I’ve been part of several conversations this week about how hard it is to know what political candidates really think or what they would do once in office. TV and radio tell us what’s wrong with the opponent in seriously scary voice-overs, while real-time analytics of online ads and memes allow campaigns to give us the words we want to hear with little reference to the genuine issues at hand. Debates often settle into repetition of familiar sound-bites, and candidate websites repackage the party line.
Conscientious citizens can easily feel discouraged.
That discouragement can feed apathy.
And apathy undermines what remains of the democratic process.
A 2011 TED talk by Canadian David Meslin that has been viewed over a million times puts an interesting spin on the question of apathy. Meslin describes the way information can be shared to engage and invite participation, and the way political information is more often used in a way that discourages engagement. His conclusion:
I actually think people are amazing and smart and that they do care. But that, as I said, we live in this environment where all these obstacles are being put in our way. . . .
My main message is, if we can redefine apathy, not as some kind of internal syndrome, but as a complex web of cultural barriers that reinforces disengagement, and if we can clearly define, we can clearly identify, what those obstacles are, and then if we can work together collectively to dismantle those obstacles, then anything is possible.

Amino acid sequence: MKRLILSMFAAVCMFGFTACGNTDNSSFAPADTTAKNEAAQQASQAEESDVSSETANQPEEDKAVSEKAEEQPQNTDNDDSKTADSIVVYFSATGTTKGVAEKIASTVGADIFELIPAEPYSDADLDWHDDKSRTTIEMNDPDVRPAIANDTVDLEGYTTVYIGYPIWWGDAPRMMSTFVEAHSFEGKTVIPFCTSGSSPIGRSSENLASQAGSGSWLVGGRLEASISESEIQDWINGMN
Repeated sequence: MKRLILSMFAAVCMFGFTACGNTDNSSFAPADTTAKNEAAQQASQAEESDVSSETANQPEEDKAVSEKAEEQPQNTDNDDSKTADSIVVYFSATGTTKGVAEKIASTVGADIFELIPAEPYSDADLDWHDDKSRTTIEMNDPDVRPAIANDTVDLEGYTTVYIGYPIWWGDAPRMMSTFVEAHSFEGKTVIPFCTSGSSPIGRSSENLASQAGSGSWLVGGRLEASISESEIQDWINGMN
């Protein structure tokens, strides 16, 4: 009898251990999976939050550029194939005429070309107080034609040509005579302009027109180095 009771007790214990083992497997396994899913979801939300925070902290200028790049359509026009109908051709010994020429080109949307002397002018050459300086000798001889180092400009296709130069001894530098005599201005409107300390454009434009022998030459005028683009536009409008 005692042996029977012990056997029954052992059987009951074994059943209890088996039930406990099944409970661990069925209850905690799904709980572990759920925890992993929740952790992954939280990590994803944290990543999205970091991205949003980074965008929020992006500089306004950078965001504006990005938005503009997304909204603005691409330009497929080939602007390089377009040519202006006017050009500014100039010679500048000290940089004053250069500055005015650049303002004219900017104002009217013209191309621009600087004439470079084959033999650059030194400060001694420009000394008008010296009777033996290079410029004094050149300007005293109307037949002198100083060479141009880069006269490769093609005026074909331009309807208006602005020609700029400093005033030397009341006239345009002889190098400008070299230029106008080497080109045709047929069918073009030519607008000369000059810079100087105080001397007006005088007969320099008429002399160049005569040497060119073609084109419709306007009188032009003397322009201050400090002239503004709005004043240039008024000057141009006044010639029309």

Last month the International Foundation for Electoral Systems called attention to the consistently low voter turnout of the
United States, “15 percent lower than the global
average of 63 percent, and well below countries like Italy
(89%), Iceland (88%), Belgium (85%), Australia
(84%), Netherlands (82%) and Turkey
Curtis Gans, director of the Center for the Study of the American Electorate, has predicted that average will continue to sink even lower:
If the first 25 statewide primaries (for U.S. Senate and/or state governor) are any guide, the nation is likely to witness the lowest midterm primary turnout in history. It is also likely to witness the greatest number of states setting records for low voter turnout.
According to Gans: